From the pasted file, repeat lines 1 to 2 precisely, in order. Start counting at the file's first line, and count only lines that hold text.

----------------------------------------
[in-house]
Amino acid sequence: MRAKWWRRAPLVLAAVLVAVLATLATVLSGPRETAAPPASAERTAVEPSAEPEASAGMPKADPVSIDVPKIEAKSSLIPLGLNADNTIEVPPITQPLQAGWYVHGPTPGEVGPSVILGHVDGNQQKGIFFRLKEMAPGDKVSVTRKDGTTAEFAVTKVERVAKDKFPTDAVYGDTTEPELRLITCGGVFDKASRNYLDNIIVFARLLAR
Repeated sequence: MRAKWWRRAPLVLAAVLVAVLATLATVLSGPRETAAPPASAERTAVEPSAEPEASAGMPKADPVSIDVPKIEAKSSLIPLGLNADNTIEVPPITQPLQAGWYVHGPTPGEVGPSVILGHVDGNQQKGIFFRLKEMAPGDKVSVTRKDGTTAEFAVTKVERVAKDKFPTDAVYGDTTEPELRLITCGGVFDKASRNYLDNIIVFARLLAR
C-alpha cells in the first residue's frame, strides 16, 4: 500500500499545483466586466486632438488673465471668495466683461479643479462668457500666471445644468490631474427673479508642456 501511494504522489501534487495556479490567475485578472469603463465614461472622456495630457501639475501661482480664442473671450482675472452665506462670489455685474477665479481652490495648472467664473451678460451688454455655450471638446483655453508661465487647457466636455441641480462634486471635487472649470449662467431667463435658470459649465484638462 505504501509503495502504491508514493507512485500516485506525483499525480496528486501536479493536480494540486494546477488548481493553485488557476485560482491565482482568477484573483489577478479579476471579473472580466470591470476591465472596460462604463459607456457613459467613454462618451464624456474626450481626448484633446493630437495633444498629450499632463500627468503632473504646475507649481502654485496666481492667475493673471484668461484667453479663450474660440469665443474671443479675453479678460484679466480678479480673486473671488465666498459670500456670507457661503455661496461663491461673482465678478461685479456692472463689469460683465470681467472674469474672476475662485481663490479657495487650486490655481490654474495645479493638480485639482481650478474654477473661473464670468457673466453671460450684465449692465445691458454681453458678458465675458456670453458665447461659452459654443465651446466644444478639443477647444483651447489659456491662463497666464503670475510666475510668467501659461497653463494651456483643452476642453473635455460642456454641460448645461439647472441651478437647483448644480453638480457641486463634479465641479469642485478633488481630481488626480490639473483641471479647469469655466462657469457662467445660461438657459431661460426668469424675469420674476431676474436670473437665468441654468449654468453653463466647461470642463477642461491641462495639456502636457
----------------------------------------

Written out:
[in-house]
Amino acid sequence: MRAKWWRRAPLVLAAVLVAVLATLATVLSGPRETAAPPASAERTAVEPSAEPEASAGMPKADPVSIDVPKIEAKSSLIPLGLNADNTIEVPPITQPLQAGWYVHGPTPGEVGPSVILGHVDGNQQKGIFFRLKEMAPGDKVSVTRKDGTTAEFAVTKVERVAKDKFPTDAVYGDTTEPELRLITCGGVFDKASRNYLDNIIVFARLLAR